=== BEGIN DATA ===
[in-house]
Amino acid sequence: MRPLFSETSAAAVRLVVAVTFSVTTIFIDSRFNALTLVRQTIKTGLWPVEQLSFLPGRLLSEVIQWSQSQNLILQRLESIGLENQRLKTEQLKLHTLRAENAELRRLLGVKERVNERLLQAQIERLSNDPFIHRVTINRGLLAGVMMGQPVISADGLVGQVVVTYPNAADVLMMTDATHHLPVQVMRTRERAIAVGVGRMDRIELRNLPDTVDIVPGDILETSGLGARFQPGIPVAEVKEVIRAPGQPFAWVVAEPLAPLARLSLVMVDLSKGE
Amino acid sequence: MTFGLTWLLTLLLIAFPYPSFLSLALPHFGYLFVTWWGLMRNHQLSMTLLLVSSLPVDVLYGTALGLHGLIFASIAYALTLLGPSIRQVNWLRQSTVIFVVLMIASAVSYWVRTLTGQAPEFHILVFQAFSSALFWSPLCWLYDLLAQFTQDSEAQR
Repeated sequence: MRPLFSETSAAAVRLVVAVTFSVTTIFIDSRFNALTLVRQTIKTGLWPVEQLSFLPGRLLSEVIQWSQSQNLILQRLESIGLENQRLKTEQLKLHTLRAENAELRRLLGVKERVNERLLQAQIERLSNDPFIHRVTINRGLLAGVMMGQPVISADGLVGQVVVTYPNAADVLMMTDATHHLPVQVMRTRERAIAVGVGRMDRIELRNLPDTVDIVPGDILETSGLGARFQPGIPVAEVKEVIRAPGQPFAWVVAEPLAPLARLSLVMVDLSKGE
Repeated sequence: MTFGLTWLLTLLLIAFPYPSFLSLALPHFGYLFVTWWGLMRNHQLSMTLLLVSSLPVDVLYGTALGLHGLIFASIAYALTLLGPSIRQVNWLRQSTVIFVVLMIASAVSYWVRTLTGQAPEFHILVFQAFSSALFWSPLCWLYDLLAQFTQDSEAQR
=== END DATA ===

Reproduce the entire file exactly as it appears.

[in-house]
Amino acid sequence: MRPLFSETSAAAVRLVVAVTFSVTTIFIDSRFNALTLVRQTIKTGLWPVEQLSFLPGRLLSEVIQWSQSQNLILQRLESIGLENQRLKTEQLKLHTLRAENAELRRLLGVKERVNERLLQAQIERLSNDPFIHRVTINRGLLAGVMMGQPVISADGLVGQVVVTYPNAADVLMMTDATHHLPVQVMRTRERAIAVGVGRMDRIELRNLPDTVDIVPGDILETSGLGARFQPGIPVAEVKEVIRAPGQPFAWVVAEPLAPLARLSLVMVDLSKGE
Amino acid sequence: MTFGLTWLLTLLLIAFPYPSFLSLALPHFGYLFVTWWGLMRNHQLSMTLLLVSSLPVDVLYGTALGLHGLIFASIAYALTLLGPSIRQVNWLRQSTVIFVVLMIASAVSYWVRTLTGQAPEFHILVFQAFSSALFWSPLCWLYDLLAQFTQDSEAQR
Repeated sequence: MRPLFSETSAAAVRLVVAVTFSVTTIFIDSRFNALTLVRQTIKTGLWPVEQLSFLPGRLLSEVIQWSQSQNLILQRLESIGLENQRLKTEQLKLHTLRAENAELRRLLGVKERVNERLLQAQIERLSNDPFIHRVTINRGLLAGVMMGQPVISADGLVGQVVVTYPNAADVLMMTDATHHLPVQVMRTRERAIAVGVGRMDRIELRNLPDTVDIVPGDILETSGLGARFQPGIPVAEVKEVIRAPGQPFAWVVAEPLAPLARLSLVMVDLSKGE
Repeated sequence: MTFGLTWLLTLLLIAFPYPSFLSLALPHFGYLFVTWWGLMRNHQLSMTLLLVSSLPVDVLYGTALGLHGLIFASIAYALTLLGPSIRQVNWLRQSTVIFVVLMIASAVSYWVRTLTGQAPEFHILVFQAFSSALFWSPLCWLYDLLAQFTQDSEAQR